CRS occurred in 39% of patients and neurotoxicity was observed in 39% of patients. Most of these cases were low grade, with 2% of patients having grade 3/4 CRS and no patients having a grade 3/4 neurotoxicity event.

"Hospitalization was not required for these patients [as part of the trial]," Champion said. "But it's important to note that 21 patients were hospitalized, to better manage their cellular toxicities."

Another important agent, she noted, was odronextamab, which is also a CD20/CD3 bispecific antibody. Positive findings from the ELM-2 study for this treatment were presented in December at the 2022 American Society of Hematology Annual Meeting. The ELM-2 study is ongoing, and Regeneron, the developer of the antibody, plans a regulatory submission later this year. The phase 3 OLYMPIA study exploring odronextamab is also currently under way.

In the ELM-2 study, patients with relapsed/refractory follicular lymphoma grades 1 to 3a had an ORR with odronextamab of 82% and a CR rate of 75%. The median duration of response was 20.5 months and the median PFS was 20 months. CRS occurred in 56.5% of patients but there were no cases of immune effector cell-associated neurotoxicity syndrome.

From here, Champion pivoted to large B-cell lymphoma, with an initial focus on the now crowded CAR T-cell therapy landscape.

"When we look at the CAR T landscape for large cell lymphoma, we see exponential growth," Champion said. "The question we need to ask ourselves is can we move that up to second-line therapy."

This question was answered by 2 studies presented in 2022, she noted, the first was ZUMA-7 for axicabtagene ciloleucel (axi-cel; Yescarta) and the second was the PILOT study for lisocabtagene maraleucel (liso-cel; Breyanzi).

In the ZUMA-7 study, axi-cel elicited a median event-free survival (EFS) of 8.3 months compared with 2.0 months for standard second-line therapy (HR, 0.40; 95% CI, 0.31-0.51; P <.001). The 24-month EFS rate was 41% compared with 16% for standard of care. The 2-year overall survival was 61% vs 52% and the response rates were 83% vs 50%, for axi-cel and standard of care, respectively.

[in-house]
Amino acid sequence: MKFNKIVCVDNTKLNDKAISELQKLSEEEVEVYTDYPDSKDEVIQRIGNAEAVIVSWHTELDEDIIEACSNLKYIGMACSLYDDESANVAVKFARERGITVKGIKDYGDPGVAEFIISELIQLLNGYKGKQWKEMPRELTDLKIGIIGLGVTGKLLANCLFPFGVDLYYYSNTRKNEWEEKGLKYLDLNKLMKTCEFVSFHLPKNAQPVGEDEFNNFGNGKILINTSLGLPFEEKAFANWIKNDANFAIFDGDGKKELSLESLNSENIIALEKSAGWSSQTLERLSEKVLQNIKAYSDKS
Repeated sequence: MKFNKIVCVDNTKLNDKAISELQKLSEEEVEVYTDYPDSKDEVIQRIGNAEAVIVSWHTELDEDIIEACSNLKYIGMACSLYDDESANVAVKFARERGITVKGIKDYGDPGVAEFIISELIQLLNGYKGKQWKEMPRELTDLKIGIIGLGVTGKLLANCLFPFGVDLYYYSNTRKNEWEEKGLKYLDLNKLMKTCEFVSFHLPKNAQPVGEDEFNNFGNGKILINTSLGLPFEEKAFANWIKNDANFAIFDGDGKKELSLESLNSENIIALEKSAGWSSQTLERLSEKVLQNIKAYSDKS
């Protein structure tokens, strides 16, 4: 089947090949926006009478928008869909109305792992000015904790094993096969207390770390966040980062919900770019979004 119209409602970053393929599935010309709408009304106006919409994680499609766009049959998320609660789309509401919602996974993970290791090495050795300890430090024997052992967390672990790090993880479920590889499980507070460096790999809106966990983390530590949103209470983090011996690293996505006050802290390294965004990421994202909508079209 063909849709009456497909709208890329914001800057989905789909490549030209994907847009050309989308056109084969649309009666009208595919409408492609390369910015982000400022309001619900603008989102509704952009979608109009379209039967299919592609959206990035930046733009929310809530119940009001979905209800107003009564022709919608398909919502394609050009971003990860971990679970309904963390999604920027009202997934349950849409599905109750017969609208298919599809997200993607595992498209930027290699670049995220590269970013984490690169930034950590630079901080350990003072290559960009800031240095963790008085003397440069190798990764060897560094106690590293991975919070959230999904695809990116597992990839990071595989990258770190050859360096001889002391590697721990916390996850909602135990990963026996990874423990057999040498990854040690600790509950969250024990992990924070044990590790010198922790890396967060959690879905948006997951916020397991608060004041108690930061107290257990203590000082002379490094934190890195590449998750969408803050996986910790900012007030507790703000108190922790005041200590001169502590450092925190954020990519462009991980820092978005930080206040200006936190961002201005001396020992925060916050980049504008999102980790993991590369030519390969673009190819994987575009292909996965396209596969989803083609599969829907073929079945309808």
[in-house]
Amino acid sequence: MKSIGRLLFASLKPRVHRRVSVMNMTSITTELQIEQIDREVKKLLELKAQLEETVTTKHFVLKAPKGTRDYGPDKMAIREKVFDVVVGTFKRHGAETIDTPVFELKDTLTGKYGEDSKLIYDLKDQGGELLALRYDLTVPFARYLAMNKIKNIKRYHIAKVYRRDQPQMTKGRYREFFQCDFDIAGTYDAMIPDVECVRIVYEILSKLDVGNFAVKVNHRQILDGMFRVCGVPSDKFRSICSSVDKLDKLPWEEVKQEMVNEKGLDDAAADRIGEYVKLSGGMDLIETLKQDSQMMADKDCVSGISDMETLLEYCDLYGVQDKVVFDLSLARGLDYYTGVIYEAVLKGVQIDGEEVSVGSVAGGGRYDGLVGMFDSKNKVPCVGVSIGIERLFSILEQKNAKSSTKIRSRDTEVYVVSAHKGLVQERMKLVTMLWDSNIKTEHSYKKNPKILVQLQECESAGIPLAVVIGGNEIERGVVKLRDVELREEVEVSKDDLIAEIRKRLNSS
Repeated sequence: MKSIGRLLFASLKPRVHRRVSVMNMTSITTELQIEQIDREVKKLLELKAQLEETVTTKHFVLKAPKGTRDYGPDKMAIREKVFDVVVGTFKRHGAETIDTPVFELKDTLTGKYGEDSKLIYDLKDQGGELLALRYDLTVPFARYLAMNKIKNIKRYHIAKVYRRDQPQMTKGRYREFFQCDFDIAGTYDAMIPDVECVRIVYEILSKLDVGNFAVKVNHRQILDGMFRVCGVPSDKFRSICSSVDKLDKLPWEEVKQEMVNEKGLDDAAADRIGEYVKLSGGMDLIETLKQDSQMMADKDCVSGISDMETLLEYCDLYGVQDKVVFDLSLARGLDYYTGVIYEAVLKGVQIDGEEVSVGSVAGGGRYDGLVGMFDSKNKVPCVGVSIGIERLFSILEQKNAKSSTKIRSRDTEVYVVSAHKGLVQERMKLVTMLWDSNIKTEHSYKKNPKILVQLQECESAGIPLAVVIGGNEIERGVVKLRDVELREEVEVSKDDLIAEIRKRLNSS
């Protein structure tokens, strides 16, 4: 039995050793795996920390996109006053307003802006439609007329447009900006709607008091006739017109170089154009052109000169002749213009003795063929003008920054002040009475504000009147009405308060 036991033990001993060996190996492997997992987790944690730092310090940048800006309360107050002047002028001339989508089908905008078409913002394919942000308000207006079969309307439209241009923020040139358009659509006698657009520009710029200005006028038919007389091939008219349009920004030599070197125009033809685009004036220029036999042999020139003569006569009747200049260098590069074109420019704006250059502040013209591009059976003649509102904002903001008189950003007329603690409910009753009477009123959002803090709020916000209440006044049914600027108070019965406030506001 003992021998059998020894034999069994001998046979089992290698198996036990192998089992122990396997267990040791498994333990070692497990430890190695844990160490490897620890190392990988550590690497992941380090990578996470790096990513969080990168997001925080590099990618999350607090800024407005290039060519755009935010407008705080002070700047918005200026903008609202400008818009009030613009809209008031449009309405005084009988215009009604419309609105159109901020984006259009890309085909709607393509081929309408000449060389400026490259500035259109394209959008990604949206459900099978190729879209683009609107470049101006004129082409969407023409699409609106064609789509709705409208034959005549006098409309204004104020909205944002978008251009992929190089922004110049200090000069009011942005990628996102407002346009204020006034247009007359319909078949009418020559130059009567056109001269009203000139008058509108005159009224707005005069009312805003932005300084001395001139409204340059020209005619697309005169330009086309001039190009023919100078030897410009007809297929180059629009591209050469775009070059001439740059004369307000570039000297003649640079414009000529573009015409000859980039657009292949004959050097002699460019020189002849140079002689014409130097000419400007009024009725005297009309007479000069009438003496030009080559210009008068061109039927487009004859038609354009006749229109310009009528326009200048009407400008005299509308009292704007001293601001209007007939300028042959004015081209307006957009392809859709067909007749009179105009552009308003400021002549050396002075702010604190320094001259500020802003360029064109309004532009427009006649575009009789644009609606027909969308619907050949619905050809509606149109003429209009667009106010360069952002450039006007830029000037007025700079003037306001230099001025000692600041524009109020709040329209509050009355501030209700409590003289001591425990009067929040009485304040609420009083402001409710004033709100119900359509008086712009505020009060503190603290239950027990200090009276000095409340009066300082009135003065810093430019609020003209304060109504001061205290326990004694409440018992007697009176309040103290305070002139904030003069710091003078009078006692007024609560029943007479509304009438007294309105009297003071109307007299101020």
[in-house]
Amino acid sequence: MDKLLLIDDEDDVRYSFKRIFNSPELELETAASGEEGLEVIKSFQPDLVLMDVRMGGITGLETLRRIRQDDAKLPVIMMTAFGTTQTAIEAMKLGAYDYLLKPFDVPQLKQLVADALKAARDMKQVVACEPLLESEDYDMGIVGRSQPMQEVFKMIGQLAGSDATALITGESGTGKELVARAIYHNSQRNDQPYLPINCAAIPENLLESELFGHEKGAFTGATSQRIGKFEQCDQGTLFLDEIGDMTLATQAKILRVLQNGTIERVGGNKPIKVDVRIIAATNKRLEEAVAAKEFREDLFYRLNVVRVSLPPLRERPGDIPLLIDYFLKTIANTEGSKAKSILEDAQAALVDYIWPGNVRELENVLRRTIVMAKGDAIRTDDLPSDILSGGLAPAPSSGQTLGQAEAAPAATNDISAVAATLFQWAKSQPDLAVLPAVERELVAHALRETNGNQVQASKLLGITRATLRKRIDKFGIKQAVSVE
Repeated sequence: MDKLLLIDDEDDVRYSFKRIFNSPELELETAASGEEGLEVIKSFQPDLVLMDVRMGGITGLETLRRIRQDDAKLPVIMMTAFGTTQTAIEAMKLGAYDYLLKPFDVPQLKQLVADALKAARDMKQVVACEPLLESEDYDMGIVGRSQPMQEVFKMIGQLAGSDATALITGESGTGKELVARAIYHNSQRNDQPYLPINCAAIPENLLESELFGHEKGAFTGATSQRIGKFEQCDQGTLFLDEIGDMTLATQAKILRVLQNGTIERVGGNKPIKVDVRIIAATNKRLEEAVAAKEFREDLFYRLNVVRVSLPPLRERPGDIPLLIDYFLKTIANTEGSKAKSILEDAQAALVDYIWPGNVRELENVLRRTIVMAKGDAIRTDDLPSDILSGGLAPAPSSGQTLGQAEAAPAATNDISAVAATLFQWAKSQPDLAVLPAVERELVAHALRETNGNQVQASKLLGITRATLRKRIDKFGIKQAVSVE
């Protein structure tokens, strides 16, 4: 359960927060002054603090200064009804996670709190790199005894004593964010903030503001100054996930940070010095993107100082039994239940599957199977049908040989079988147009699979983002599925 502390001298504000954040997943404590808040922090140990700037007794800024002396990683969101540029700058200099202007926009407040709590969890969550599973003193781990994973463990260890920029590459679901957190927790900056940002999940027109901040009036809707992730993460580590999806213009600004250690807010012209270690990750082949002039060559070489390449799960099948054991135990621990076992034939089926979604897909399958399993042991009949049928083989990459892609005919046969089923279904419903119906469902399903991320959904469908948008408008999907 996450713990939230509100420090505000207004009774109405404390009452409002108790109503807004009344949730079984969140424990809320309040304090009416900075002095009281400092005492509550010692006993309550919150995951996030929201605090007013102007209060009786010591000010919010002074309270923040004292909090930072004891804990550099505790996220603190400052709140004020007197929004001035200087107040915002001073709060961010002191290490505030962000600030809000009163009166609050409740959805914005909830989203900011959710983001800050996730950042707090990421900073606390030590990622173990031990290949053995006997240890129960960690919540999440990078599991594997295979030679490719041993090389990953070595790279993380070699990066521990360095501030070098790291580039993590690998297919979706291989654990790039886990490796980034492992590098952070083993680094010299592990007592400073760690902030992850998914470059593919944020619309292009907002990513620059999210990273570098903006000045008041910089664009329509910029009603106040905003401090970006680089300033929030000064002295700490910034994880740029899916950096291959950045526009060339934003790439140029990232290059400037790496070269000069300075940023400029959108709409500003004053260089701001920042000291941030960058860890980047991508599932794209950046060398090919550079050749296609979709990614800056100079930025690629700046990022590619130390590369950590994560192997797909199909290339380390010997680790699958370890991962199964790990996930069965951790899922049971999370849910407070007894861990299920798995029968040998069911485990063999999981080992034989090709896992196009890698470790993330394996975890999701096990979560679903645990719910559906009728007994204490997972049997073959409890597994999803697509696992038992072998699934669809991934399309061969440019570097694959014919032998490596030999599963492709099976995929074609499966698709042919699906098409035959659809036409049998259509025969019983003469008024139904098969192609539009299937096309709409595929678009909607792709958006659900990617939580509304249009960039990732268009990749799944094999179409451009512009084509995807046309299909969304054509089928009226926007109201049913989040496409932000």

"There were no new safety signals that we didn't see in previous studies of axi-cel," Champion said.

In the single-arm PILOT study, liso-cel demonstrated an ORR of 80% with a CR rate of 54%. The median duration of response was 12.1 months and the median PFS was 9.0 months.

Thirty-six percent of patients had grade 1/2 CRS and 2% had a grade 3 or higher event. Neurotoxicity of grade 1/2 in severity was experienced by 26% of patients, with 5% having a grade 3 or higher event.

"It's important to note that some patients in the PILOT study received treatment in an outpatient setting," Champion said.

Based on these findings, the National Comprehensive Cancer Network guidelines now list both axi-cel and liso-cel as category 1 treatments for patients with diffuse large B-cell lymphoma, when there is relapse within 12 months on frontline therapy or for patients with primary refractory disease.

Another key area of development has been AML, where until recently, there were very few options. Approximately 7% to 14% of patients with AML have an IDH1 alteration. In 2019, ivosidenib (Tibsovo) was approved as a single agent for newly diagnosed patients with IDH1-mutated AML and in 2022, this indication was expanded to include combination therapy with azacitidine.

In December 2022, single-agent olutasidenib (Rezlidhia) also gained FDA approval for patients with relapsed/refractory AML with an IDH1 mutation, based on findings from the 2102-HEM-101 study. In this study, the CR or CR with partial hematologic recovery rate was 35%, with a median duration of 25.9 months. This agent is also being examined with azacitidine in the same study.

Both IDH1 inhibitors are approved with Boxed Warnings regarding the risk of differentiation syndrome. These events mostly occurred in the first cycle of treatment, sometimes as early as the first day, she noted, and all cases resolved with treatment interruption.

"One of the more important events we see with therapies, including IDH1 inhibitors, is differentiation syndrome," Champion said. "It's not well understood, but it's thought to be related to the larger number of maturing myeloid cells."

She recommended added patient counseling about this AE, including a description of the symptoms, which include leukocytosis, dyspnea, pulmonary, infiltrates/pleuropericardial effusion, kidney injury, fever, edema, pyrexia, and weight gain. Champion recommended dexamethasone for a minimum of 3 days after treatment interruption for differentiation syndrome, along with hemodynamic monitoring.

Reference

Champion R. Significant Papers in Hematology. Presented at 2023 HOPA Annual Conference. March 31, 2023.